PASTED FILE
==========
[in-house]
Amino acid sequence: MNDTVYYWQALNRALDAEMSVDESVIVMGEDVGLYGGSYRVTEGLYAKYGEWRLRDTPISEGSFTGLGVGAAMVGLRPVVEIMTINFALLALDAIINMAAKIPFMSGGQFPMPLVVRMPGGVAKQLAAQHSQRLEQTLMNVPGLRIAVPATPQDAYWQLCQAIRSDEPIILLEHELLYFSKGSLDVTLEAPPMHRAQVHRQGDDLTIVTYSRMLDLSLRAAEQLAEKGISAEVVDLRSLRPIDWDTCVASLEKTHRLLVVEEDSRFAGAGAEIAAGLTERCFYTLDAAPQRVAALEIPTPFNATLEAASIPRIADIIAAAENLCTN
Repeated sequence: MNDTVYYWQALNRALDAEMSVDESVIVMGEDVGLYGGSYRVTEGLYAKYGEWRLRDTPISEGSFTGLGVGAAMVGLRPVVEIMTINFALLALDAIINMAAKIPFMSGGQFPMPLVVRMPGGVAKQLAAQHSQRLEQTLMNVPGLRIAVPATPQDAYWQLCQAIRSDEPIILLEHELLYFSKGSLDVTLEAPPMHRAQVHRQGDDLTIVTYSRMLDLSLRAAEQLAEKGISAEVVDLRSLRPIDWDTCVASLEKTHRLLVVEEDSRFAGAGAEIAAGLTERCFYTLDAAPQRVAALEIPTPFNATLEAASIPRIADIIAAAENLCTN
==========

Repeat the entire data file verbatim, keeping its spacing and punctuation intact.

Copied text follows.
[in-house]
Amino acid sequence: MNDTVYYWQALNRALDAEMSVDESVIVMGEDVGLYGGSYRVTEGLYAKYGEWRLRDTPISEGSFTGLGVGAAMVGLRPVVEIMTINFALLALDAIINMAAKIPFMSGGQFPMPLVVRMPGGVAKQLAAQHSQRLEQTLMNVPGLRIAVPATPQDAYWQLCQAIRSDEPIILLEHELLYFSKGSLDVTLEAPPMHRAQVHRQGDDLTIVTYSRMLDLSLRAAEQLAEKGISAEVVDLRSLRPIDWDTCVASLEKTHRLLVVEEDSRFAGAGAEIAAGLTERCFYTLDAAPQRVAALEIPTPFNATLEAASIPRIADIIAAAENLCTN
Repeated sequence: MNDTVYYWQALNRALDAEMSVDESVIVMGEDVGLYGGSYRVTEGLYAKYGEWRLRDTPISEGSFTGLGVGAAMVGLRPVVEIMTINFALLALDAIINMAAKIPFMSGGQFPMPLVVRMPGGVAKQLAAQHSQRLEQTLMNVPGLRIAVPATPQDAYWQLCQAIRSDEPIILLEHELLYFSKGSLDVTLEAPPMHRAQVHRQGDDLTIVTYSRMLDLSLRAAEQLAEKGISAEVVDLRSLRPIDWDTCVASLEKTHRLLVVEEDSRFAGAGAEIAAGLTERCFYTLDAAPQRVAALEIPTPFNATLEAASIPRIADIIAAAENLCTN